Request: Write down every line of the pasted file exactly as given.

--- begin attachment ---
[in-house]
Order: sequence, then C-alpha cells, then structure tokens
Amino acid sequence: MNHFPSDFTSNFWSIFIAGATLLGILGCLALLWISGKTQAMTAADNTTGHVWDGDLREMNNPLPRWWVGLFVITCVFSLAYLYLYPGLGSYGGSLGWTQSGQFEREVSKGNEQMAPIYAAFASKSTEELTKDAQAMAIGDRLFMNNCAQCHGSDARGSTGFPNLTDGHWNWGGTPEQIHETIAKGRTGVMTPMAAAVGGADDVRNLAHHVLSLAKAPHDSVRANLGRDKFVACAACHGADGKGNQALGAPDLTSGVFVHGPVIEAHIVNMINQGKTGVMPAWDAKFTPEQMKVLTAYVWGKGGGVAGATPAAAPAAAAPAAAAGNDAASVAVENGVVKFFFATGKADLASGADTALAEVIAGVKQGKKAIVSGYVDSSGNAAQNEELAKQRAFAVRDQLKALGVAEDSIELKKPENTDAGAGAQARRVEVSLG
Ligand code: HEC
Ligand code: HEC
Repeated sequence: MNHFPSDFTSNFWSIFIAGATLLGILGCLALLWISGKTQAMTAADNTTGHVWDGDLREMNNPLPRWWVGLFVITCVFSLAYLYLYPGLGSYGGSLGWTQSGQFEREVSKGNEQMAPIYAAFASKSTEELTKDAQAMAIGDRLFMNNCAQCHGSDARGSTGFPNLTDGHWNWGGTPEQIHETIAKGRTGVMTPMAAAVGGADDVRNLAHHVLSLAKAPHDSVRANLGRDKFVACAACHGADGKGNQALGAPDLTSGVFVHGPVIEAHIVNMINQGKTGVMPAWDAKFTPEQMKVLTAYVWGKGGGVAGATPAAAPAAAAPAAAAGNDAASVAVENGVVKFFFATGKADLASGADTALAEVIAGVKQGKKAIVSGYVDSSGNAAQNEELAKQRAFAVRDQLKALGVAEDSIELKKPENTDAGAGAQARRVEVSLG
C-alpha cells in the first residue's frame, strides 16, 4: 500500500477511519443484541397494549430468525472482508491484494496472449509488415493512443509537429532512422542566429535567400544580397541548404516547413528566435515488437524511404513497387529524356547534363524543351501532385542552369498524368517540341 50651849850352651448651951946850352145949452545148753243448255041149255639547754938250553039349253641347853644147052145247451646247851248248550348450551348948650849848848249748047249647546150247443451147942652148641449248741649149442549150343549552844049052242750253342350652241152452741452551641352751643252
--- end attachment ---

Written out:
[in-house]
Order: sequence, then C-alpha cells, then structure tokens
Amino acid sequence: MNHFPSDFTSNFWSIFIAGATLLGILGCLALLWISGKTQAMTAADNTTGHVWDGDLREMNNPLPRWWVGLFVITCVFSLAYLYLYPGLGSYGGSLGWTQSGQFEREVSKGNEQMAPIYAAFASKSTEELTKDAQAMAIGDRLFMNNCAQCHGSDARGSTGFPNLTDGHWNWGGTPEQIHETIAKGRTGVMTPMAAAVGGADDVRNLAHHVLSLAKAPHDSVRANLGRDKFVACAACHGADGKGNQALGAPDLTSGVFVHGPVIEAHIVNMINQGKTGVMPAWDAKFTPEQMKVLTAYVWGKGGGVAGATPAAAPAAAAPAAAAGNDAASVAVENGVVKFFFATGKADLASGADTALAEVIAGVKQGKKAIVSGYVDSSGNAAQNEELAKQRAFAVRDQLKALGVAEDSIELKKPENTDAGAGAQARRVEVSLG
Ligand code: HEC
Ligand code: HEC
Repeated sequence: MNHFPSDFTSNFWSIFIAGATLLGILGCLALLWISGKTQAMTAADNTTGHVWDGDLREMNNPLPRWWVGLFVITCVFSLAYLYLYPGLGSYGGSLGWTQSGQFEREVSKGNEQMAPIYAAFASKSTEELTKDAQAMAIGDRLFMNNCAQCHGSDARGSTGFPNLTDGHWNWGGTPEQIHETIAKGRTGVMTPMAAAVGGADDVRNLAHHVLSLAKAPHDSVRANLGRDKFVACAACHGADGKGNQALGAPDLTSGVFVHGPVIEAHIVNMINQGKTGVMPAWDAKFTPEQMKVLTAYVWGKGGGVAGATPAAAPAAAAPAAAAGNDAASVAVENGVVKFFFATGKADLASGADTALAEVIAGVKQGKKAIVSGYVDSSGNAAQNEELAKQRAFAVRDQLKALGVAEDSIELKKPENTDAGAGAQARRVEVSLG
C-alpha cells in the first residue's frame, strides 16, 4: 500500500477511519443484541397494549430468525472482508491484494496472449509488415493512443509537429532512422542566429535567400544580397541548404516547413528566435515488437524511404513497387529524356547534363524543351501532385542552369498524368517540341 50651849850352651448651951946850352145949452545148753243448255041149255639547754938250553039349253641347853644147052145247451646247851248248550348450551348948650849848848249748047249647546150247443451147942652148641449248741649149442549150343549552844049052242750253342350652241152452741452551641352751643252